• 10 cloves of whole peeled garlic
  • 3 carrots, diced small
  • 2 red onions, diced medium
  • olive oil
  • kosher salt
  • 2-3 medium sized rinds from parmigiano reggiano cheese

Coat the bottom of a heavy sauce pan with olive oil, enough to fill the bottom about 1/6 inch. (The wider the pan the better, more surface area and less chance of sticking or burning…tall pots are not ideal in this situation…the restaurant uses what’s called a rondo…)

Prop the back of the pan up so that the olive oil all concentrates to the front of the pan and add the cloves of garlic and a 1/2 tsp of kosher salt. On low medium heat, saute the garlic until it is transparent…you don’t want to brown the garlic or it will taste bitter. This will take about 15 minutes but it is every bit worth the time. What you are doing is infusing the olive oil with the flavor of the garlic. Once the garlic is soft and golden, remove from the oil with a slotted spoon. At this point if you whip that garlic with some butter and smear it on a loaf of italian bread you will have the makings of quite possibly the BEST garlic bread EVER!

Remove the prop you made from the back of the pan and allow the pot to sit regularly on the burners. Add the diced onions, carrots and 1 tbs kosher salt and saute over medium heat, careful not to brown the veggies or they will turn bitter. Again, this will take 15-20 minutes.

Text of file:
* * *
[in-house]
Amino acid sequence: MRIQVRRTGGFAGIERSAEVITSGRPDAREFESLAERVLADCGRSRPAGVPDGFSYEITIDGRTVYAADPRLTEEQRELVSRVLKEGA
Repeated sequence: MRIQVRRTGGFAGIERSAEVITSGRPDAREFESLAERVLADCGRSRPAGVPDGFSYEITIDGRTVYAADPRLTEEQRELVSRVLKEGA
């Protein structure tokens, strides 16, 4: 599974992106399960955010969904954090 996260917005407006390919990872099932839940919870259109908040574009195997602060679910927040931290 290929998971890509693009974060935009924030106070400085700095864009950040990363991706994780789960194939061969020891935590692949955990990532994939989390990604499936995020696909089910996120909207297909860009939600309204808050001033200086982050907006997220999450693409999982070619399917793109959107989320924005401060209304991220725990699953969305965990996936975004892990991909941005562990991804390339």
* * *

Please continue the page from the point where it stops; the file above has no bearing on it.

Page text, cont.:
When the carrots are baby food soft, add the pureed tomatoes and parmigiano rinds and lower the heat to medium low. Allow the sauce to simmer about 1 to 1 1/2 hours, stirring every so often to prevent the cheese rinds from sticking and burning. A good rule of thumb for tomato sauce is when the foam dissipates from the top of the sauce, you’re probably done. I reccommend that you taste your sauce every 20 minutes…it’s a good way to familiarize yourself with the cooking stages of tomato-based sauces.

When it no longer tastes tart or acidic, you’re done. Pull out the cheese rinds and strain through a china cap or a chinois (fancy words for strainers with small holes) Be sure and push the sauce through the strainer with a ladel or a spatula so you don’t waste any of the yumminess. Discard the pith left in the strainer after you’re finished.

VOILA! Delicious, fresh tomato sauce! Use this on anything from pasta to poached eggs!